As a conservative, I might volunteer at a food bank, or give a check to victims of a hurricane, or support a cause I grew to know through some personal connection, but it is anathema to me that others that I haven’t ‘pre-approved’ would get care that I in part pay for through a government program. This does not change even if I or someone I know benefits from this program, as I can then rationalize my monkeysphere-central acceptance of help as a ‘special case’.In the aggregate, conservatives live deep within their monkeyspheres and guard the borders. Liberals build bridges and roads between monkeyspheres and visit every now and again to see how things are going. It is up to the reader to decide which sort of life is more likely to lead to a better world.

 

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The full article that inspired this post is here at Sociological Images

The author of this response, Beau Sia, has posted an excellent performance piece on the basic concepts of privilege and prejudice, in the voice of Alexandra Wallace of UCLA, without mocking her for being female, or for having large breasts. It is very refreshing to see a response that doesn’t rely on misogyny.  Watch the whole piece.

His piece does not only apply to Asians in the library, but to young Black men at the grocery store, or women at the construction site, or Muslims at the high school.  This is a fundamental bit of education, done in an entertaining fashion, that applies to the concept of privilege more broadly than the original prompt.  Beau Sia’s YouTube bio lists him as an Oklahoman who currently lives in New York City and is a slam poet, whose parents are Chinese immigrants from the Philippines.

This also goes back to the series that Chally at Feministe is doing about origins, titled Where Are You From (parts 1, 2, 3 and 4), and who really belongs someplace.  I am a Caucasian American, and most places I’ve been, I felt like I belonged, with one exception.  In the deep south, when visiting, I was clearly a Yankee, and it was made clear to me that if I lived the rest of my life there, I would never belong.

Beau Sia makes a poignant case (as does the Feministe series) that many, many Americans never have the experience that I have, that I am automatically accepted as belonging.  In some cases, as in the ever increasing hysteria on the Right regarding Hispanic Immigrants and Muslims, the ‘not belonging’ of it all is vicious hostility.

This has been perennially an issue for African Americans and women, two groups (among others) that wake up every day with the sure knowledge (conscious or unconscious) that the world they live in wasn’t built for them and doesn’t reflect their values.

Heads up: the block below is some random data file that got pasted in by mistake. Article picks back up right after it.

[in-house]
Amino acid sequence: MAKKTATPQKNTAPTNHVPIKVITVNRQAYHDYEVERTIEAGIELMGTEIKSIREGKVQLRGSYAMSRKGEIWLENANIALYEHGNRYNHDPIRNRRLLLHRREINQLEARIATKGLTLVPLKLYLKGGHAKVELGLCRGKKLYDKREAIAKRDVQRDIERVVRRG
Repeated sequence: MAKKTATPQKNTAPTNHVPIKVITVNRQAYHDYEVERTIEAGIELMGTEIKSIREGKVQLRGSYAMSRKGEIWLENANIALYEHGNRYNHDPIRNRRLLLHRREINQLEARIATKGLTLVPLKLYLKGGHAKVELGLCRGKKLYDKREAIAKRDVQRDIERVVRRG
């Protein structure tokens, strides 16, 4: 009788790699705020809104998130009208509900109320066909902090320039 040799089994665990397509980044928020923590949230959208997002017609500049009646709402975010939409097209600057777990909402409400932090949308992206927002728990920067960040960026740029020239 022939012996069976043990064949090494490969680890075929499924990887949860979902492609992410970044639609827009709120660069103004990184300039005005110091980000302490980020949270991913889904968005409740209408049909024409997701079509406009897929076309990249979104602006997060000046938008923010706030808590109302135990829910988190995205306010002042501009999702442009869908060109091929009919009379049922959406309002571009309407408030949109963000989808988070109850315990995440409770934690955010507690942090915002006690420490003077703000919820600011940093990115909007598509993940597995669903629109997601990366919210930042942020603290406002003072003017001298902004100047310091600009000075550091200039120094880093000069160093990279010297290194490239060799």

Unconscious privilege is an insidious trap, and it is easy to get caught in it.  This makes Daniel Jose Older’s piece “Beyond Manning Up”, in Racialicious all the more astounding.  As an EMT, Older describes the process he went through as he realized, slowly and gradually, how normal violence against women is in our society, how utterly banal.

He compares the stages of understanding privilege to the stages of grief, and it is an apt description.  When you have been raised to believe in a “level playing field”, which is a truly wonderful ideal, to allow yourself to stop believing that it exists is a deep loss. He rightfully concludes, however, that getting to the final stage, understanding, is only the beginning.

I can only hope that Miss Alexandra Wallace at UCLA learns a similar lesson, and that the rest of us can take something from her example, the fine response of Beau Sia, the series by Chally at Feministe, and the excellent article by Daniel Jose Older.

 

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Sunset at Huntington Beach, California.

Sunset at Huntington Beach, California. (Photo credit: Wikipedia)

Turns out there was good reason for Love and Consequences by Margaret (Peggy) B. Jones to not be named “Truth and Consequences”. There was no truth in it, and Margaret was afraid of the consequences.

Turns out Margaret B. Jones, (supposedly half white, half Native American, poverty class) was actually Margaret Seltzer, an all white woman from Sherman Oaks, a wealthy suburb of Los Angeles. She “borrowed” the stories of people she worked with while doing anti-poverty and white ally work in Los Angeles gang territories, and worked them into a “memoir” about “her” difficult life.

There are so many things wrong with what Ms. Seltzer did that it’s difficult to pick a “worst”, but my vote would be on the betrayal of all those who considered her an ally by appropriating their stories for profit, without credit, without attribution.